In the wake of a shocking cellphone video that surfaced this week in which a group of seventh grade boys taunt, ridicule and just act downright nasty to 68-year-old grandmother Karen Klein, their school bus monitor, the public has responded with outrage -- and money. (Watch the video here.)
The New York Times reports that people have donated more than $520,000 (CAN) to the Rochester, N.Y., woman (thanks to an online fundraising campaign was spearheaded by Max Sidorov, of Toronto, who saw the bullying video and set a goal to raise $5,000 to send Klein on vacation), who was a bus driver for the Greece Central School District for 20 years before becoming a monitor, and the district has been inundated with more than 1,000 phone calls and some 5,000 emails in support of Klein.
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"Certainly the behavior of the students on the video is a clear violation of our district's code of conduct and will not be tolerated," Deborah Hoeft, the assistant superintendent for student services, said during a press conference. "Disciplinary action to the fullest extent appropriate under New York Education Law will be taken against all involved."
Klein says she doesn't want the 12- and 13-year-old boys to face criminal charges, but many in our community say justice should be served, and that parents should be held responsible, too.
"We need to change our laws that allow children to get away with anything they wish," one comment reads. "It would be a crime for an adult and should also be for children, and parents should have to answer for them. Parents should be fined and if [they] cannot afford it, should be made to do community service, such as cleaning up streets, parks, school grounds etc. Then other kids could make fun of the kids that have parents doing that work. If parents refuse, jail them."
While others suggest their own forms of punishment: "All of those evil brats should be sent to bootcamp and have to sit on stage at a public place like a mall and have all of their faults pointed out. Probably won't feel so good!"
Edward F. Dragan, EdD, author of The Bully Action Guide: How to Help Your Child and Get Your School to Listen, says he was saddened, and then angered by the bullying on the bus.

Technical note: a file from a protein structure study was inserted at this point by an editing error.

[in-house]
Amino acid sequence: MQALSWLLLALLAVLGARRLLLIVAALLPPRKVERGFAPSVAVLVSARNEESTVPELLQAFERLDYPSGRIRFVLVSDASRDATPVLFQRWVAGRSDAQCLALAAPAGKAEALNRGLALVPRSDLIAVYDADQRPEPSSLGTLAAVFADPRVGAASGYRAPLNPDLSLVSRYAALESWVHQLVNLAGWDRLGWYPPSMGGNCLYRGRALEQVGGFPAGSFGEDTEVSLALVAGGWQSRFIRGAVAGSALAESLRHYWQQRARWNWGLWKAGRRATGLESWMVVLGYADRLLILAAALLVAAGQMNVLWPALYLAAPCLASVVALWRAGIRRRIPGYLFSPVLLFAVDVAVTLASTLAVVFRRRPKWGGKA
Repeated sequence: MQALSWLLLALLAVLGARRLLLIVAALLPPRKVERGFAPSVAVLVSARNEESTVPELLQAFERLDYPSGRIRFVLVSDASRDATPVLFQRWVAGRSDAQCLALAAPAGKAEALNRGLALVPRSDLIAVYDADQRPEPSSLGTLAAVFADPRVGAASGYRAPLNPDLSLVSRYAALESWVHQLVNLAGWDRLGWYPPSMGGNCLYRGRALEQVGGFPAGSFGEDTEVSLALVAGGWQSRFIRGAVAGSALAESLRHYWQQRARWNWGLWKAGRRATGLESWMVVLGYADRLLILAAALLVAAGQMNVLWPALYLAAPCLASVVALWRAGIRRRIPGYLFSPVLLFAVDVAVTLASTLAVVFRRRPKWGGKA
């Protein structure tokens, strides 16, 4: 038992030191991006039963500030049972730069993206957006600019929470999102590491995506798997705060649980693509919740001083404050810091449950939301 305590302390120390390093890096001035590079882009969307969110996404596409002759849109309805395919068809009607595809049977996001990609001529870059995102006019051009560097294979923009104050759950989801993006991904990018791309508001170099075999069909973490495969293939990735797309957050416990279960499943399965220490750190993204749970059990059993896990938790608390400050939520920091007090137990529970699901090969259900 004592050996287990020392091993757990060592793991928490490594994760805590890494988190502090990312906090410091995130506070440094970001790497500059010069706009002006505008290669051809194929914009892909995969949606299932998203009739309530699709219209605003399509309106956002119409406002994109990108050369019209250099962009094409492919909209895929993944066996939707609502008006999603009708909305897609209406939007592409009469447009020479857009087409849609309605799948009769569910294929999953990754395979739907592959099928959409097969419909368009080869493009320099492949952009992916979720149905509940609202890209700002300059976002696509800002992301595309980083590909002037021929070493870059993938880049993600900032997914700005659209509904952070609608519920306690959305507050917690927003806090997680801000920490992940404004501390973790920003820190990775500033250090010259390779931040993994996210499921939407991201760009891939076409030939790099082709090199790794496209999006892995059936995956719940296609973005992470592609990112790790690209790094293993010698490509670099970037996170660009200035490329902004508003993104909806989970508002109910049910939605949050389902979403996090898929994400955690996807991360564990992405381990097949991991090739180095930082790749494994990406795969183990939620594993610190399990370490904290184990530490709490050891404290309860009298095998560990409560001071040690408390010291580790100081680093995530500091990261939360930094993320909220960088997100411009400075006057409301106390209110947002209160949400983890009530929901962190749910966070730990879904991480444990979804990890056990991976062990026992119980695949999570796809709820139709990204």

"[Klein] said it herself -- they were trying to impress each other by acting this way and she was the likely victim," Dragan, who provides expert witness services for attorneys on high-profile and complicated education-related cases, including bullying, tells iVillage. "She graciously said, 'They're not bad kids but when they get together (bad) things happen.' This reminds me of the kids in Lord of the Flies, a novel often assigned in Honors English, where a group of stranded children develop their own culture in which the most ruthless kids dominate. With no adult moral compass, animal instincts rule until the group commits the ultimate act of bullying -- killing the child whom they identify as the 'pig.'"
So, what leads a child to take place in this sort of herd mentality of bullying and what can parents do to help? After all, Dragan says it isn't likely every kid participating in Klein's attack was raised poorly.
Act quickly. As an educator, Dragan says he quickly learned the importance of prompt, firm adult intervention when kids treat others badly. "Even as Karen said, not every kid that abused her was mean," he says. "One, in particular, had an attitude of arrogance and smirked when he acted horrifically. The others simply joined in and followed, probably trying to impress the leader but adding to the hurt of bullying."
Teach kids to be empathetic. "Those who joined in demonstrated that they lacked self-confidence and the moral compass to be an 'upstander' not a participant," says Dragan. "This is something that parents can teach their children -- empathy. Empathy is learned through example and using negative encounters as teachable moments. Parents should show the YouTube video of the bus aide being abused to their children (see it below) and ask: How does that make you feel? What would you do if that was happening on your bus? Do kids bully and pick on other kids on your bus? What can you do to stop it? Poor parenting is ignoring opportunities to take an uncomfortable situation and turn it into a teachable moment."
Encourage your kids to stand up. Parents should encourage their children to be individuals in an effort to keep them from falling victim to this herd mentality of bullying, says Dragan. "They can encourage individuality and provide opportunities for self-expression. Take every opportunity possible to discuss observations of interactions between people -- kids and kids, adults and adults and kids and adults. Simply ask the question: How would you feel if you were treated that way? What can you do to make the hurt person feel better? What would you do if you saw a friend of yours treating someone like that?"
See the movie Bully. Dragan also recommends parents see the movie "Bully," that follows five families through bullying ordeals. "Parents and teachers are taking their kids to this movie and creating an opportunity afterwards to discuss feelings," he says. "In the movie, students are ganged up on by others, similar to the school bus aide situation. Audiences react with empathy and compassion for the bullied -- but kids sometimes need to be engaged in discussion to prod feelings and to develop empathy."
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